Lisa loved animals. Her first pet was when she was a toddler, a hamster we called Mr. Hamster. On her fifth birthday she got a Holland Lop rabbit she named Thumper. We also had a guinea pig named Chipper and numerous hamsters and mice. When she was 13 she got her first cat, she called Tiger. A year later we got a cat from the animal shelter, Roxy. Since then she adopted three more kittys: Dweizle, Isaiah and Lil Kitty. Lisa loved cats.

        Lisa was very intelligent and excelled in school. In the third grade she was placed in the advanced gate class. She was very determined and a high achiever. At that time she wanted to become a lawyer or a broadcaster.

        In second grade Lisa learned to love writing. She wrote many creative stories. Her poetry was published in a book called "Border Voices" in eighth grade. She has written many poems since. She loved to write and had a flair for it. She was considering a career in Journalism.

        Lisa was always very creative and liked to get involved. In third grade she dressed up as the Easter Bunny and went to Jennifer's kindergarten class to pass out candy. She loved being the big sister. In the fourth grade she planned a carnival for her birthday party. She helped build booths and games, picked out prizes for the winners, and even had a ticket booth. We served hotdogs and popcorn. And she of course was the Master of Ceremonies.

        In fifth grade she was in Wiz kids, a youth aerobics dance team, and was chosen to perform with the team in Las Vegas with Jack Lalanne. She was one of their youngest members. She had so much talent and so much potential.

        She was a Girl Scouts for 7 years. She started brownies when she was 5 and I was her troop leader. When Jennifer joined Scouts, Lisa became the Junior Aide to her troop. She enjoyed working with the younger girls.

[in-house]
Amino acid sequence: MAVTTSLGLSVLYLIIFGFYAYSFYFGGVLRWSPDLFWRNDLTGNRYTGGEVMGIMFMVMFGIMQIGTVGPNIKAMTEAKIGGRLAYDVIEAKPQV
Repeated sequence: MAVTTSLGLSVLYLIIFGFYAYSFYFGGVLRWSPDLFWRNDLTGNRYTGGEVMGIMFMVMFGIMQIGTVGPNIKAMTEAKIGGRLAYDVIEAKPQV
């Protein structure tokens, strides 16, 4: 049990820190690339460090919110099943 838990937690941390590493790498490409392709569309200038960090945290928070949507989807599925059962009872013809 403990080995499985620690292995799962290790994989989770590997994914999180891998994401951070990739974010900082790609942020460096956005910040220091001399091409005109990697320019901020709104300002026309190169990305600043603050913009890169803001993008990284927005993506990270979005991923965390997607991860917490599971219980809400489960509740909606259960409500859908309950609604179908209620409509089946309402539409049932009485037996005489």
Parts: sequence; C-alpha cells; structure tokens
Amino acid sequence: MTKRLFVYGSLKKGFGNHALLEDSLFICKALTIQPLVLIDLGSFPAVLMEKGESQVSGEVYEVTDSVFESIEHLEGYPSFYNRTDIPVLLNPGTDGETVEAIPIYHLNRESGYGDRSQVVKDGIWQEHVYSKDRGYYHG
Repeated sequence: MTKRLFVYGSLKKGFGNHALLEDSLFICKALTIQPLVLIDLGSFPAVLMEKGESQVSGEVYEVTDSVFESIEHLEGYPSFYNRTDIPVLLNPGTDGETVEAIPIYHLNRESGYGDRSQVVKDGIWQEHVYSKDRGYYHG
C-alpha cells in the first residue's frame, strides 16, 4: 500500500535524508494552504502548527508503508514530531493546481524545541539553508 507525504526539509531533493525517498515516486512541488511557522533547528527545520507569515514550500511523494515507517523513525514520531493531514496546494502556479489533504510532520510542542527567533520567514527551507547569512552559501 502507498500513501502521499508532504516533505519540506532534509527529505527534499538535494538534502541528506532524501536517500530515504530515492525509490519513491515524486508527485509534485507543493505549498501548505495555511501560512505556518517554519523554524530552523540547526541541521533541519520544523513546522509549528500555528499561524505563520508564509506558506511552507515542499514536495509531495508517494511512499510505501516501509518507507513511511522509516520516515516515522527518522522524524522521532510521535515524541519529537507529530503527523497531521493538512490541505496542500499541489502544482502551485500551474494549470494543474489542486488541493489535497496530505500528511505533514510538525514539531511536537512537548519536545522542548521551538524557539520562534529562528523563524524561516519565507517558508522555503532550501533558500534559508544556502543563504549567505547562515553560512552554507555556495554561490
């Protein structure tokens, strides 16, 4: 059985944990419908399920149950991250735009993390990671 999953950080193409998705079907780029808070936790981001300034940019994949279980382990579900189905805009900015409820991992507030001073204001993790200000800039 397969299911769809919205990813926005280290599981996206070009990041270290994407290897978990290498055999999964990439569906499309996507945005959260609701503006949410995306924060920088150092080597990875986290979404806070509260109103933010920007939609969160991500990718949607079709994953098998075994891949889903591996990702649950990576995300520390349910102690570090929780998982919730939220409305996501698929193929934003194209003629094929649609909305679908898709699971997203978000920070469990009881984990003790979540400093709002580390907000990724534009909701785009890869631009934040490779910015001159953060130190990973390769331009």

Lisa excelled in sports. Her grandfather was a world's tennis champion having won the coveted Davis Cup for the United States in 1934 at Wimbledon. She took tennis lessons for a couple of years and was quite good. For three years she was first baseman and a pitcher for a girls' softball team. She also was the head of a community cheerleading squad for local basketball games. In eighth grade she joined a soccer team.

        Lisa enjoyed modeling. She loved to be in front of the camera. She was very beautiful. Yet that beauty radiated from within. She was very spiritual and became very close to the Lord.

        One of the attributes I loved most about Lisa was her sense of humor. She loved to laugh and make others laugh. She could make many different character voices, like Steve Urkel, "Did I do that". And she could sound just like a baby crying. All of Lisa's friends told me was how funny she was. How she could always make them laugh.

        Holidays were especially fun in the Stoefen Home. We would put our Christmas tree up the day after Thanksgiving and have a decorating party. On that Sunday we would go to our Church for their decorating party. And on Christmas Eve we would spend time with family or attend Church services. Lisa loved Christmas and would act like a little kid even when she was grown. On Thanksgiving we would all cook dinner together. Halloween was another fun holiday. We would decorate our house all spooky with music and fog. I would make or buy costumes for the kids and we would go trick or treating as a family. Yes I dressed up too! Our home was filled with love and laughter.